Writing, Gender, and Power in Gower's Confessio Amantis
Author: Leff, Amanda M.
Source: Exemplaria, Volume 20, Number 1, Spring 2008 , pp. 28-47(20)
Publisher: Maney Publishing
Abstract:This article explores Gower's representation of women's authorship in the Confessio Amantis. Written during the fourteenth-century expansion of lay and women's literacy, the Confessio reflects cultural anxiety about writing women. Characters such as Philomela and Canace appropriate a "male" mode of communication and are thereby able to exercise power and escape their prescribed spheres. In particular, these women use writing to challenge male authority figures who attempt to control or define them. Through its depiction of such women, the Confessio reveals the potential subversiveness of the written word. In a more general sense, Gower recognizes the power of texts to reconfigure social bonds and social networks.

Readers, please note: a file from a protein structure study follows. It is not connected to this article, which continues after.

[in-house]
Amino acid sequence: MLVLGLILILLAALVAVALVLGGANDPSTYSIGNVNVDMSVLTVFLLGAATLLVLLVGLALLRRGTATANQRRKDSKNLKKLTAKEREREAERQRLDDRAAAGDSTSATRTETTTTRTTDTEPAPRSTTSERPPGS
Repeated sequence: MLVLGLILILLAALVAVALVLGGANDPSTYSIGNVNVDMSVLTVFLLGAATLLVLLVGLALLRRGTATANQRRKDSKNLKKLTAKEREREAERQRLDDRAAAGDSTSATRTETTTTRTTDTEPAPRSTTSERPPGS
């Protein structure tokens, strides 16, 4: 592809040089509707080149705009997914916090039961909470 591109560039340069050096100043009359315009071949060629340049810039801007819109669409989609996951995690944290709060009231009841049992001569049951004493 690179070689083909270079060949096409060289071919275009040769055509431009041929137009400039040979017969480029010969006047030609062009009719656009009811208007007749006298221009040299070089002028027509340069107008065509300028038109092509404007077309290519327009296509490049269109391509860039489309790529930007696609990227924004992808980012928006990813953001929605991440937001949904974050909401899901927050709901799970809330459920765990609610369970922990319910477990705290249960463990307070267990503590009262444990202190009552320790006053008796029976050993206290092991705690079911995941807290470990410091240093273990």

Document Type: Research Article
Publication date: 2008-03-01